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Genetic and Epigenetic Regulation of Starvation Resistance in Caenorhabditis elegans

dc.contributor.advisor Baugh, L. Ryan
dc.contributor.author Webster, Amy Katherine
dc.date.accessioned 2021-05-19T18:08:21Z
dc.date.issued 2021
dc.identifier.uri https://hdl.handle.net/10161/23042
dc.description Dissertation
dc.description.abstract <p>Fluctuations in nutrient availability occur for nearly all species, and adaptation to endure starvation conditions is essential. Genetic pathways involved in regulating starvation resistance are implicated in aging and complex diseases such as cancer, diabetes, and obesity in humans. Consequences of experiencing starvation persist later in life and subsequent generations, suggesting epigenetic regulation. However, much is still unknown about how starvation resistance is regulated and the contributions of different types of regulation. The roundworm Caenorhabditis elegans reversibly arrests development in the absence of food and can endure starvation for several weeks. Here, we investigate how transcriptional, epigenetic, and genetic regulation impact starvation resistance during developmental arrest in C. elegans. Gene expression dynamics change quickly during the first few hours of starvation, and broadly conserved transcription factors are required for starvation survival. However, temporal- and tissue-specific requirements of transcription for supporting starvation survival and recovery are largely unknown. In chapter 2, we used mRNA-seq combined with temporal degradation of RNA Polymerase II in the soma and germline to better understand gene regulation throughout arrest. We find that transcription is required in the soma for survival early in starvation but is dispensable thereafter, and known transcriptional regulators primarily act early in arrest. In contrast, the germline is transcriptionally quiescent throughout starvation, but germline transcripts are relatively stable compared to somatic transcripts. This reveals alternative gene-regulatory strategies in the soma and germline during starvation-induced developmental arrest, with the soma relying on a robust early transcriptional response while the germline relies on mRNA stability to maintain integrity. Phenotypic plasticity is facilitated by epigenetic regulation, and remnants of such regulation may persist after plasticity-inducing cues are gone, even affecting germ cells to impact subsequent generations. However, the relationship between plasticity and transgenerational epigenetic memory is not understood. Dauer diapause provides an opportunity to determine how a plastic response to the early-life environment affects traits later in life and in subsequent generations. In chapter 3, we find that, after extended diapause, postdauer worms initially exhibit reduced reproductive success and greater interindividual variation. In contrast, F3 progeny of postdauers display increased starvation resistance and lifespan, revealing potentially adaptive transgenerational effects. Transgenerational effects are dependent on the duration of diapause, indicating an effect of extended starvation. In agreement, RNA-seq demonstrates a transgenerational effect on nutrient-responsive genes. This work reveals complex effects of nutrient stress over different time scales in an animal that evolved to thrive in feast and famine. Many conserved genes and pathways regulate starvation resistance, but most genetic analysis in C. elegans has been restricted to a single genetic background, potentially restricting identification of additional genes. Hundreds of genetically distinct wild strains of C. elegans have been whole-genome sequenced and can be used for GWAS. In chapters 4 and 5, we implemented two high-throughput sequencing approaches, RAD-seq and MIP-seq, to determine relative starvation resistance of over 100 wild strains over time. We used GWAS to identify QTL associated with starvation resistance, near-isogenic lines to validate QTL, and CRISPR gene editing to modify specific genes within QTL. We focused on genes in the insulin receptor-like domain (irld) family, as this family has been virtually uncharacterized, but the genes share homology with the sole known insulin-like receptor in C. elegans, DAF-2, which is a major regulator of starvation resistance. We found that specific variants in two members of the irld family confers increased starvation resistance in multiple genetic backgrounds, and this is dependent on the transcription factor downstream of insulin signaling, DAF-16/FOXO. Thus, this work shows that natural genetic variation in novel modifiers of insulin-signaling regulates starvation resistance. </p>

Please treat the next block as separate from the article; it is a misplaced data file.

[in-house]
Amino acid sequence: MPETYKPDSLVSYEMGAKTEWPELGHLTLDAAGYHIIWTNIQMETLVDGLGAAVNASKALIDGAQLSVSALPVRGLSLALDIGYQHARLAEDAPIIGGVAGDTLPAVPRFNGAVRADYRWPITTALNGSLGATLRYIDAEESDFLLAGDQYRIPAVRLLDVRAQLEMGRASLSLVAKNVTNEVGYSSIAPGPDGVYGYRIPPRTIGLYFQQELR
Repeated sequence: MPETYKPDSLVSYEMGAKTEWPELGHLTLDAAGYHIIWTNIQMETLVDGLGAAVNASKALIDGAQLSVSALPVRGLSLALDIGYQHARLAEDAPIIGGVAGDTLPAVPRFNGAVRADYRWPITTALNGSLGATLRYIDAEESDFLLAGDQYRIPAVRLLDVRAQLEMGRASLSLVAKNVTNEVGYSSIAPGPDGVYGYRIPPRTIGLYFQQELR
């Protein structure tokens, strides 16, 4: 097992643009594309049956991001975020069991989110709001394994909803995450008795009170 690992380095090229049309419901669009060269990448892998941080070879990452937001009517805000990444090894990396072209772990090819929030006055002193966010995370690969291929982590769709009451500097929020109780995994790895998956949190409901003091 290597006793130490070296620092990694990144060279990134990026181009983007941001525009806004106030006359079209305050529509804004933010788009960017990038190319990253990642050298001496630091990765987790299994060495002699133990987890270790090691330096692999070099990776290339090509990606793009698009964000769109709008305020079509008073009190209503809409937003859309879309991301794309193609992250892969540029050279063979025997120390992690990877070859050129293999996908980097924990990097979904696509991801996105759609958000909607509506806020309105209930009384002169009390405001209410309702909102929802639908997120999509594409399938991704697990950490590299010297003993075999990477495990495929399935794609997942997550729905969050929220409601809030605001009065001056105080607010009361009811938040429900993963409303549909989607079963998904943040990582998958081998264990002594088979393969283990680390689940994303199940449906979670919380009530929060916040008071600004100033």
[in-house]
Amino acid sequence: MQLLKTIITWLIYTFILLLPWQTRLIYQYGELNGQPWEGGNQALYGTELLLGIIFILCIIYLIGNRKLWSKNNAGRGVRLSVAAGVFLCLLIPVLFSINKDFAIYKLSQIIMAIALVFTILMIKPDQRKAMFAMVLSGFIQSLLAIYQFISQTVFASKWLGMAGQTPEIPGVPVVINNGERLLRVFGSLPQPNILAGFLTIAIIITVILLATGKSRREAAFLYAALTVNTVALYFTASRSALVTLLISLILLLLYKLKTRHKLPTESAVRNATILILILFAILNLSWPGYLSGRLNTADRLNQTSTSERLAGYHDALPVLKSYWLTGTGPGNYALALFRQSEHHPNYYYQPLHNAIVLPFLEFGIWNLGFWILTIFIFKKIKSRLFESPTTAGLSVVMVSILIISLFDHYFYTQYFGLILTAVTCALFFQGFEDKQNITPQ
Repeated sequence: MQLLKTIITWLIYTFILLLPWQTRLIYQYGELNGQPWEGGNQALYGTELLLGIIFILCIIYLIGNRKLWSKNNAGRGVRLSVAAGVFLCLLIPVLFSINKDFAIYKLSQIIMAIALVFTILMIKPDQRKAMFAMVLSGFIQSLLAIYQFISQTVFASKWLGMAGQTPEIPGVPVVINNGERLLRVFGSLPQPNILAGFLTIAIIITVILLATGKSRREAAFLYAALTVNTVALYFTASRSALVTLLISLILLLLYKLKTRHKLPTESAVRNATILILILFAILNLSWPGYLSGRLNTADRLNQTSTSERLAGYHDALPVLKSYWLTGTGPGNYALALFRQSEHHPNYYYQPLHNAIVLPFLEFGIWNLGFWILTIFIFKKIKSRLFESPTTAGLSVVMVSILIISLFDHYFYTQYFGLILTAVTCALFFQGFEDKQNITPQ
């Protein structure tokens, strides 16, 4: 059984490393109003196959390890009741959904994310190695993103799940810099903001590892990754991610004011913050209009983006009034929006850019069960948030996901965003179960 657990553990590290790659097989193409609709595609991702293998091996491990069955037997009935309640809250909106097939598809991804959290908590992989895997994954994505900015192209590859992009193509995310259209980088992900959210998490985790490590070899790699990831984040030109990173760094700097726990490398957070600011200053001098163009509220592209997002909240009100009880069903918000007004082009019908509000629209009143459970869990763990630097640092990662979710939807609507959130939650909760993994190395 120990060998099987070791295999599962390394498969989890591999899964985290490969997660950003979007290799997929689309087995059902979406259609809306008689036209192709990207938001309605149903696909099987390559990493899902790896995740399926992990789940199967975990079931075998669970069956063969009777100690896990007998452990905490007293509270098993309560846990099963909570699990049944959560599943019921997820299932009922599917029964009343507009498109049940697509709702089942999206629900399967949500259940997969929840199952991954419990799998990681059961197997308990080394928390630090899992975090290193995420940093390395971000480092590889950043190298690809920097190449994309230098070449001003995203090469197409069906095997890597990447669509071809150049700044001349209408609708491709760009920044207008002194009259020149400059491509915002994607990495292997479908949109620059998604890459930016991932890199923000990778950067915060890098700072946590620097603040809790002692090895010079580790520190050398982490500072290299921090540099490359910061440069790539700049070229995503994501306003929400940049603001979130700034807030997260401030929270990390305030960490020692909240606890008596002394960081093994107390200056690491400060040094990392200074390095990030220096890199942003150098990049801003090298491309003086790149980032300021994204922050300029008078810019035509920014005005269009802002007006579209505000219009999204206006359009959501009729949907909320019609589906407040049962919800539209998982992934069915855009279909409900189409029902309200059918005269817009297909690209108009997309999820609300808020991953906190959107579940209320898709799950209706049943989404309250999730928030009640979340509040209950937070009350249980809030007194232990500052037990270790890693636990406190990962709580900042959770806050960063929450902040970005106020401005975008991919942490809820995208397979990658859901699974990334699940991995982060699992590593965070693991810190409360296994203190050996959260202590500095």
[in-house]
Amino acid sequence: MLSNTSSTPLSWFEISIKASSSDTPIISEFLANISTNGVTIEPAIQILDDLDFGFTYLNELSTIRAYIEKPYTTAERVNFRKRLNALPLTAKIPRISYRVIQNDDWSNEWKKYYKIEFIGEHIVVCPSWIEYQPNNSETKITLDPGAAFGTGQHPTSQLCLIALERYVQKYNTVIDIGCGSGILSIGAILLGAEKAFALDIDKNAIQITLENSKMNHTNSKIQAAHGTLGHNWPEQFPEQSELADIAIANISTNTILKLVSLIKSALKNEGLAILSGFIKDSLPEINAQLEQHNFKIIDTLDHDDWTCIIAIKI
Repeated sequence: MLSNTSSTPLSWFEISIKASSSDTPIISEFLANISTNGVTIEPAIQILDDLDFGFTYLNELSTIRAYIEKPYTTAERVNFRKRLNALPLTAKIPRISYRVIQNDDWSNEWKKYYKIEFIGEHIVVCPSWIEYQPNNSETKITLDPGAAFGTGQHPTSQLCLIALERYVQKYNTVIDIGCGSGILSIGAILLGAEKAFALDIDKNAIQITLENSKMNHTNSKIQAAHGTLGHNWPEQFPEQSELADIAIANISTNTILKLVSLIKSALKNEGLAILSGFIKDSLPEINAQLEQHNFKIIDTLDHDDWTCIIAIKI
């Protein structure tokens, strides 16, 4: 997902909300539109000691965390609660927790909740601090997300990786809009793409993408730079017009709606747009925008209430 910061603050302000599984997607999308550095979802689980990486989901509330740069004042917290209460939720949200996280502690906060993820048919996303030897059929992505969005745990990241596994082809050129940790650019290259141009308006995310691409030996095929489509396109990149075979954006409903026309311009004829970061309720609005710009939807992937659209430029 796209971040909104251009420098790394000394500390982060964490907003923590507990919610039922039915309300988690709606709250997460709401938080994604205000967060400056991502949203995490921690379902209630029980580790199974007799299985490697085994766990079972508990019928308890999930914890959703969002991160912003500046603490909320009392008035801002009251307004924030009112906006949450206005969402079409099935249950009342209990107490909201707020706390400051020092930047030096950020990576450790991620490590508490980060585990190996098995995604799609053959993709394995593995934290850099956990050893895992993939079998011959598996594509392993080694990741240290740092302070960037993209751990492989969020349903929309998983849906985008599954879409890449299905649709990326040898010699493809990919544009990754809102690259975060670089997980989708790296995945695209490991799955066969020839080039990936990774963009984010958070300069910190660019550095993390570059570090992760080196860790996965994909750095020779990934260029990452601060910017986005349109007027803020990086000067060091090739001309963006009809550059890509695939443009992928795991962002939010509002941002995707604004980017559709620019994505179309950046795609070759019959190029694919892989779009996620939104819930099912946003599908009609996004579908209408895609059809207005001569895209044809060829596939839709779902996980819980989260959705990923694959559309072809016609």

dc.subject Genetics
dc.subject Biology
dc.subject Evolution & development
dc.subject Epigenetics
dc.subject Gene expression
dc.subject Natural variation
dc.subject Population sequencing
dc.subject Starvation
dc.subject Transgenerational
dc.title Genetic and Epigenetic Regulation of Starvation Resistance in Caenorhabditis elegans
dc.type Dissertation
dc.department Genetics and Genomics
duke.embargo.months 23.9013698630137
duke.embargo.release 2023-05-17T00:00:00Z


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